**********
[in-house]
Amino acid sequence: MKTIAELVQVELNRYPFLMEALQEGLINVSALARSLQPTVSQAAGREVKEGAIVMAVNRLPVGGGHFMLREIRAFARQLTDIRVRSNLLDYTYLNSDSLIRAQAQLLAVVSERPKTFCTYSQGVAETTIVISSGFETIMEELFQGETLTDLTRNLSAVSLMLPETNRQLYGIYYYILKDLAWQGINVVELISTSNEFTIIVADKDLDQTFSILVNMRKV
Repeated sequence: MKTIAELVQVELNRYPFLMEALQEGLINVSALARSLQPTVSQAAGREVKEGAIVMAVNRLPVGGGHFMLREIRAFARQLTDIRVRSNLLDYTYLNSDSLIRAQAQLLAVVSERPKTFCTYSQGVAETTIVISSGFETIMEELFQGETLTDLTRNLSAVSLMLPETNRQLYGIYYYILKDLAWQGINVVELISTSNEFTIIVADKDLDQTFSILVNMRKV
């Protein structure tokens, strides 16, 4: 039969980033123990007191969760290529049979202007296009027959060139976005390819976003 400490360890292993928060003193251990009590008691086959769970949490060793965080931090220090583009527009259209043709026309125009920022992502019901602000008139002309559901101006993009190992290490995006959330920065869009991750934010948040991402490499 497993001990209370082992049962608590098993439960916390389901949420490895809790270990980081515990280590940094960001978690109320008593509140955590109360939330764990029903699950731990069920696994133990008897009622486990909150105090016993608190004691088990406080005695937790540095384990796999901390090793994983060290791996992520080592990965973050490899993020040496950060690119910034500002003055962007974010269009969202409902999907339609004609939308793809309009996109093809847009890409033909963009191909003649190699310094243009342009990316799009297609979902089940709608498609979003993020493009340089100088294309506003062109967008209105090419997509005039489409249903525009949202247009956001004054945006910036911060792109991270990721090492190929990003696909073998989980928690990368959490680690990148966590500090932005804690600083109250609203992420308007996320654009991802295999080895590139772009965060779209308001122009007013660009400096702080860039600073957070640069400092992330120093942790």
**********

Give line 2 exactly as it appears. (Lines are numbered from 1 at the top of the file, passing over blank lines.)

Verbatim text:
Amino acid sequence: MKTIAELVQVELNRYPFLMEALQEGLINVSALARSLQPTVSQAAGREVKEGAIVMAVNRLPVGGGHFMLREIRAFARQLTDIRVRSNLLDYTYLNSDSLIRAQAQLLAVVSERPKTFCTYSQGVAETTIVISSGFETIMEELFQGETLTDLTRNLSAVSLMLPETNRQLYGIYYYILKDLAWQGINVVELISTSNEFTIIVADKDLDQTFSILVNMRKV